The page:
Easter Leg of Lamb


1 month before Easter I ordered a Mont St. Michel, pre-sale leg of lamb.  The man at Maison Trotoux assured me he could get one and that it was a good thing I was ordering early because he had lots of orders for the specialty.  He wrote it down in his book with my name for the Friday before Easter.  I was still in Stuttgart on Friday but I asked Chantal if she would pick it up for me.  At first he insisted on talking to me but when she said I was still in Germany, he said he couldn’t get the lamb.  Well, on Saturday, I swung by his shop for an explanation that was useless.  He had assured me that he could get the lamb.  He lied. Looks like a 6 month to 1 year grudge I’ll be carrying.  That’s okay, there’s always Au Village Gourmand 🙂


Anyway.  I went to the market and found a gorgeous, normal, French leg of lamb. Resentfully, I stabbed it all over with a sharp knife, then prepped it simply with garlic, herbs and olive oil.


As I wanted to make a typically French Easter lunch and it isn’t fresh bean season until the fall, I went to Picard for some frozen flageolet beans.  Yes, it’s true that Picard was one of those companies that had horse meat in their frozen lasagna but forgive and forget and don’t buy frozen prepared meals anywhere :/


And to make it easy on myself, “les patates” skin on, roasted with herbs.  Easy and delicious.


We began the meal with a beet tiramisu but, Champagne befuddled, I forgot to take the picture before we ate it.  For the picture and recipe go here.  It’s really good!


The meal ended with a fresh strawberry mousse, my go to dessert when I’m obliged to make one 😉

Coming soon:  M. Parret Does Veal Roast

Leg of lamb with Flageolet Beans

1 large lamb leg

5 large garlic cloves, minced

1 tbsp fresh rosemary, chopped

1 tbsp fresh thyme, chopped

1 tbsp fresh sage, chopped

Salt and pepper

3-4 tbsp olive oil

3 onions, quartered

1/2 cup grillaudes diced/lardons/chopped bacon

1 tbsp butter

2 shallots, chopped

1 large bag frozen flageolet beans, steamed for 10 minutes

3 tbsp chicken broth

2 tbsp flour

With a sharp knife, stab the lamb all over.  Mix the garlic, herbs, salt, pepper and olive oil together, then massage into the lamb.  Place the onions on the bottom of a lightly oiled roasting pan and place the lamb on top.  In a preheated 425 F oven, roast the lamb for 30 minutes, then reduce the temperature to 350 F and continue to roast for 1 hour.

In the meantime, brown the grillaudes pieces in a skillet, remove and set aside.  Melt the butter in the skillet and add the shallots, sauteing until soft.  Stir in the beans, reserved grillaudes and chicken broth.  Cover and simmer for a few minutes.

To make a sauce for the lamb:  Remove the lamb from the roasting pan and set aside to rest.  Put the roasting pan on a medium flame, slosh in some white wine, stir and scrape up the bits on the bottom for about 2 minutes.  Sprinkle in the flour, stirring.  Add  2 1/2 cups of water and continue to stir until thickened.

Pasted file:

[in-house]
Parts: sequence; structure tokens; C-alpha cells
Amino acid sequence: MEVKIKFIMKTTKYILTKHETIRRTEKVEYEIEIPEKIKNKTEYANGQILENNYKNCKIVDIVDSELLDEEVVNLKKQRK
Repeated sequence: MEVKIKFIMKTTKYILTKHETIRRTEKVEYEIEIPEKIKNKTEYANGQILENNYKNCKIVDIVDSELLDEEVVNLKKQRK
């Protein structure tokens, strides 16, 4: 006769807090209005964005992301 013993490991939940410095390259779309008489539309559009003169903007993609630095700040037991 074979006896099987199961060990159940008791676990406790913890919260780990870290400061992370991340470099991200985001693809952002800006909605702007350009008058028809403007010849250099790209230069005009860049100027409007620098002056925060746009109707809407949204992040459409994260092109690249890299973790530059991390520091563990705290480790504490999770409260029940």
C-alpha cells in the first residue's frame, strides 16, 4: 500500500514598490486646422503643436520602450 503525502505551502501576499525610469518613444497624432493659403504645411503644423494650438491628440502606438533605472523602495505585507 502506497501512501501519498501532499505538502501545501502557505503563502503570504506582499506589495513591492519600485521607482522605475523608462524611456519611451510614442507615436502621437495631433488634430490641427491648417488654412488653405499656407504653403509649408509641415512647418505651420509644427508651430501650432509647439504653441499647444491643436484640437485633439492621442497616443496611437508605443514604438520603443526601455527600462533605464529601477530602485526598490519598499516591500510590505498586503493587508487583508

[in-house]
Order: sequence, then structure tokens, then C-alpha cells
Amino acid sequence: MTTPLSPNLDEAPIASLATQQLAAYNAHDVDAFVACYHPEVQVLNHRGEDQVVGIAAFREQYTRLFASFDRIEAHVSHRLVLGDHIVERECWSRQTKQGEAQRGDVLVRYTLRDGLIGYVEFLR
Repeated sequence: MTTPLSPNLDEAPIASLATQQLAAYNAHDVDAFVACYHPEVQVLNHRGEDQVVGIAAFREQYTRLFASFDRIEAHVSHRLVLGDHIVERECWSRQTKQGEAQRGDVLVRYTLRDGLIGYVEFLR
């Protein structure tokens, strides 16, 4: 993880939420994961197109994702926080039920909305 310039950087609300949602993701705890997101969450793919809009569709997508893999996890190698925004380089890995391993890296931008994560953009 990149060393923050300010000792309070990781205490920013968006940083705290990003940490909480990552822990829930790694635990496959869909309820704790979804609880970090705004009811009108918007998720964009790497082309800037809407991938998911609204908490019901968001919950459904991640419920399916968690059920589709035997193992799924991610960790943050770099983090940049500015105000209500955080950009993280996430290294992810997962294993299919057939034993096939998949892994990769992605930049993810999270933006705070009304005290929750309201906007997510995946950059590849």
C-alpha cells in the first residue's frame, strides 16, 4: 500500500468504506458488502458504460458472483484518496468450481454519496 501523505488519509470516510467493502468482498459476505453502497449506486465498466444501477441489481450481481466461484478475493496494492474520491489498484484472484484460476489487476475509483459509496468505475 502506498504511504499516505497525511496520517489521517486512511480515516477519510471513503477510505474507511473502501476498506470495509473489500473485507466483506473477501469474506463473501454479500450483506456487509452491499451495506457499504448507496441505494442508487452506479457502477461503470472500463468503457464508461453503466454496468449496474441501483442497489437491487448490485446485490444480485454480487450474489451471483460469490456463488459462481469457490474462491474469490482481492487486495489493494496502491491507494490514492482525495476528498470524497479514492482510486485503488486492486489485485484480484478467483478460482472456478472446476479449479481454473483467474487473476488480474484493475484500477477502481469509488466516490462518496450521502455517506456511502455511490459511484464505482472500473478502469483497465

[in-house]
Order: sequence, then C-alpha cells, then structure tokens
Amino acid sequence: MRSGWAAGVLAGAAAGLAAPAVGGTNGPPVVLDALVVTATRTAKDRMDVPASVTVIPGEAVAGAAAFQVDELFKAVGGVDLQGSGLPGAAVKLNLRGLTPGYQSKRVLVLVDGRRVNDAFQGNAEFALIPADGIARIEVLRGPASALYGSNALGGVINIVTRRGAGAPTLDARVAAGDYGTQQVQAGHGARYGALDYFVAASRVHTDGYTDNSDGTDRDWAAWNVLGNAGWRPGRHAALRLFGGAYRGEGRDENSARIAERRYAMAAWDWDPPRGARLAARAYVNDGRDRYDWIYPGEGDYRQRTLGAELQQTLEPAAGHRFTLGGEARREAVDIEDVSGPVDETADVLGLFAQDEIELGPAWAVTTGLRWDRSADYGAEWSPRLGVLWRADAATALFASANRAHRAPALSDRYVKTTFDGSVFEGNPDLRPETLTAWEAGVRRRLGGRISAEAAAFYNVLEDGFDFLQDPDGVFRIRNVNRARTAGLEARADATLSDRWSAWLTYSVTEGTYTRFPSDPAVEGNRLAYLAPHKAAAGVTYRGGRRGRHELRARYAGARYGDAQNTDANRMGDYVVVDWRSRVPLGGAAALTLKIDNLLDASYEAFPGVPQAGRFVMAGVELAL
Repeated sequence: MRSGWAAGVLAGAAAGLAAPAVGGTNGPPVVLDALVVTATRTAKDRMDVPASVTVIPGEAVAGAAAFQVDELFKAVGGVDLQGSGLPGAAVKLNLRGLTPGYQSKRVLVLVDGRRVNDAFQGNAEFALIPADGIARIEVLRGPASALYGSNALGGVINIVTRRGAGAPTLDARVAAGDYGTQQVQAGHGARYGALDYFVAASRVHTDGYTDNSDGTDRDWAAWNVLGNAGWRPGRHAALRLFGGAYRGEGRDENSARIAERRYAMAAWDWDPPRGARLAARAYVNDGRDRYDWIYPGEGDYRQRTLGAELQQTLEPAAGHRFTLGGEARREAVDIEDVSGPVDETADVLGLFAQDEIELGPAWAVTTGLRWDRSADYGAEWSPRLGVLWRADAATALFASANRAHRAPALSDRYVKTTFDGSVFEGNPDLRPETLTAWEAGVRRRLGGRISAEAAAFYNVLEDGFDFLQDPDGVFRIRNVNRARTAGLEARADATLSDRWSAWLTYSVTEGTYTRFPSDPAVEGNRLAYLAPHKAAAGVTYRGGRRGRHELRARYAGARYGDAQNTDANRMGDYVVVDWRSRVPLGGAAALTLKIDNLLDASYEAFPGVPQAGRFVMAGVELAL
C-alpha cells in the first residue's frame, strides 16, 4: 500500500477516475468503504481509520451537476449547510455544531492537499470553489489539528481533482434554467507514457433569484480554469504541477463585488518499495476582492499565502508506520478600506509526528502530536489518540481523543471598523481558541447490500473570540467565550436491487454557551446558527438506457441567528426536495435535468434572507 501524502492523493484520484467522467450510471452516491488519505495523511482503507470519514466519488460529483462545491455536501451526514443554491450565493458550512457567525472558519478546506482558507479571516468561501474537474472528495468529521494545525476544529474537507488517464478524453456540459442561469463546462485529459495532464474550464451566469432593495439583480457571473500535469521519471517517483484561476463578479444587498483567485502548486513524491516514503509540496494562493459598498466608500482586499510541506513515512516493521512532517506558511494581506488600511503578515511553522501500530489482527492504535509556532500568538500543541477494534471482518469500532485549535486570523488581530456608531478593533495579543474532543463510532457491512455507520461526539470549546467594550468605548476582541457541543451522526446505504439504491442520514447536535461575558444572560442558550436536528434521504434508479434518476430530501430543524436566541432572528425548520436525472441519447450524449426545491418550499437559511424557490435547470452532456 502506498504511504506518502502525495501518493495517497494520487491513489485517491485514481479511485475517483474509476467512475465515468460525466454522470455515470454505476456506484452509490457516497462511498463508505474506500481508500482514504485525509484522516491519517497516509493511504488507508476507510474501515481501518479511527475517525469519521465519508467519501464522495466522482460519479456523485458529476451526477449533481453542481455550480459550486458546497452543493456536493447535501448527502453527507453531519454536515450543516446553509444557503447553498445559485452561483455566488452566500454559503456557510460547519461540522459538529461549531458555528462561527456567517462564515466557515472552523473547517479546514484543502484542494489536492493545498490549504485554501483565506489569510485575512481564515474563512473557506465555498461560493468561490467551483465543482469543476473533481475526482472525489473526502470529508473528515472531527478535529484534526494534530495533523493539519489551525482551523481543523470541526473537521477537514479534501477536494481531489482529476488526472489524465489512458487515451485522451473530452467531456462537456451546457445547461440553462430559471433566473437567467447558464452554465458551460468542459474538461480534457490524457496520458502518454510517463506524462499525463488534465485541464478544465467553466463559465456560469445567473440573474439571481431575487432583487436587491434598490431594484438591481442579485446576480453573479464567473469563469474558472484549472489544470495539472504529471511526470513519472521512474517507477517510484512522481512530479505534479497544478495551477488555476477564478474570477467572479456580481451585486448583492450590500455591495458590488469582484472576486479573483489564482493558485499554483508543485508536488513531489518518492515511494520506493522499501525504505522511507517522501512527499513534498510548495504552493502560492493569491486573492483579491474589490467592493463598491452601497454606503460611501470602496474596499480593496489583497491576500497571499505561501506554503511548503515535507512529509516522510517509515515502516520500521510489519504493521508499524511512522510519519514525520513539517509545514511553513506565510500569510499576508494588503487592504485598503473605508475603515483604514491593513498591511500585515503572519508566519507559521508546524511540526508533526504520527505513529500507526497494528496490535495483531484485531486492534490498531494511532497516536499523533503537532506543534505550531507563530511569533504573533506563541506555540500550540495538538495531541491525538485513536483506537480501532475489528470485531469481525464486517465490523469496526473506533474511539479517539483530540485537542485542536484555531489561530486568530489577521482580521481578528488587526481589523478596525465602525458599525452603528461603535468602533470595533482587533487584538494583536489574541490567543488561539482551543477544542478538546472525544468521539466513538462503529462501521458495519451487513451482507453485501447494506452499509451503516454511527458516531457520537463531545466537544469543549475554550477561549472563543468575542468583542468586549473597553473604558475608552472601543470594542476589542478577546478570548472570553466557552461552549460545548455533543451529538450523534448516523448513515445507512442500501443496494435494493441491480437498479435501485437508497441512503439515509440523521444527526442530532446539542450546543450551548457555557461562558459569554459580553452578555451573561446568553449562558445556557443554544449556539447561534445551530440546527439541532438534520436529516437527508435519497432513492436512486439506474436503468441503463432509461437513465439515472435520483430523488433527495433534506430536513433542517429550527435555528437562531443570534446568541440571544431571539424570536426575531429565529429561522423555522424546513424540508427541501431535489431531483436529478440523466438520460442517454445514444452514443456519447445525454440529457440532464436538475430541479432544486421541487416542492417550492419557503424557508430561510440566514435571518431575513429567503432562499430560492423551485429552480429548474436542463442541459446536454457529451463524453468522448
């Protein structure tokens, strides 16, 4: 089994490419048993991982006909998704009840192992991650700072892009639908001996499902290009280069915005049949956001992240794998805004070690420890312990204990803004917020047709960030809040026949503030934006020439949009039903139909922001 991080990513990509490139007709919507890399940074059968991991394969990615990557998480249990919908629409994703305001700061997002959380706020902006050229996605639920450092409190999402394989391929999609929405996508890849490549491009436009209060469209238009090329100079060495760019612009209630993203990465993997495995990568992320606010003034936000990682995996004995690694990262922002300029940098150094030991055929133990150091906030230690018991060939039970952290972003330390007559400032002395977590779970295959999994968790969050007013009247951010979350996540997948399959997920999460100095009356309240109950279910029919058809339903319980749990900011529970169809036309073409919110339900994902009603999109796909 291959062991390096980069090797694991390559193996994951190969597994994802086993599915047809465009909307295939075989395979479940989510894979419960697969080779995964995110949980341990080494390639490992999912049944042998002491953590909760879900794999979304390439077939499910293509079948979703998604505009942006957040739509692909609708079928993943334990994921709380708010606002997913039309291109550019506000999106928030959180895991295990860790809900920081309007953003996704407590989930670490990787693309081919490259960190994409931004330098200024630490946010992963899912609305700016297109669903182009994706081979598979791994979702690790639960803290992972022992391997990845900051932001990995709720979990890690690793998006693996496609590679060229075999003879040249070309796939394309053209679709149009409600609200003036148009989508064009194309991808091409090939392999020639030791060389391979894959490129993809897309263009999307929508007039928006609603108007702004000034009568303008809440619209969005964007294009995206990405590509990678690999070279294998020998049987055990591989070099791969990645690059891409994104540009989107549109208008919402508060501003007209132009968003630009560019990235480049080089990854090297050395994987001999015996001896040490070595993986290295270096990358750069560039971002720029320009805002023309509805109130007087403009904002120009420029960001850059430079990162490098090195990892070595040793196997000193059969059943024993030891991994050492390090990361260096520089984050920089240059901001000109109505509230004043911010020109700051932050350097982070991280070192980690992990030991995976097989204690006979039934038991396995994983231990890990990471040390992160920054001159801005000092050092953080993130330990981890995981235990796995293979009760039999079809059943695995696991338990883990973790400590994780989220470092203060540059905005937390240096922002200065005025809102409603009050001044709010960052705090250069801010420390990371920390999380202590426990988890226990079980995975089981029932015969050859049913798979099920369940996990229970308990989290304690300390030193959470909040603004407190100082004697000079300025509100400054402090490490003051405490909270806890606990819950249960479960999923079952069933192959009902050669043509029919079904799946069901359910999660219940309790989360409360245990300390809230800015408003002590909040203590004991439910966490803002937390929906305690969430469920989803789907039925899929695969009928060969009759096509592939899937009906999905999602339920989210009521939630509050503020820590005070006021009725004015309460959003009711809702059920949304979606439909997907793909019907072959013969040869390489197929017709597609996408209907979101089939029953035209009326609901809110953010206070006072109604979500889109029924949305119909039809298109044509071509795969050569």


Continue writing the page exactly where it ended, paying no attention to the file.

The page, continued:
Wine suggestion:  Julienas



About cookinginsens

An American living in Burgundy, France
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24 Responses to Easter Leg of Lamb

  1. cecilia says:

    Love the resentful stabbings! .. c

  2. 6 month – one year grudge…that’s awesome. Is your strawberry mousse recipe posted on your blog? I want it!

  3. KhoaSinclair says:

    YUM! Love how simple you kept the lamb. Hope your Easter was good!


  4. There is nothing better than lamb and flageolets. What a dissapointment you didn’t get the Mont St Michel lamb… Happy belated Easter!

  5. Herby lamb and potatoes was what we had too. Can’t you wrong with that… And lots of booze! 🙂

  6. Mary Frances says:

    Leg of lamb is an Easter classic. Can’t go wrong with this one!

  7. A perfect Easter lunch – and I’d hold that grudge too 😉

  8. Mad Dog says:

    It looks like you made up for not being able to get the special lamb.
    I don’t suppose Picard knew they had horse in the lasagne – one would imagine that they thought they could trust their meat supplier. As I like horse meat and if I bought ready meals, which I don’t, I would consider it a bonus 🙂

  9. Karen says:

    It sounds like a lovely Easter feast. Sorry about your not being able to get the lamb you were promised. I remember sheep grazing on the salt grass in the fields that surround Mont St. Michel when we have traveled in Normandy.

  10. The lamb looks amazing, but those fresh beans are really calling to me.

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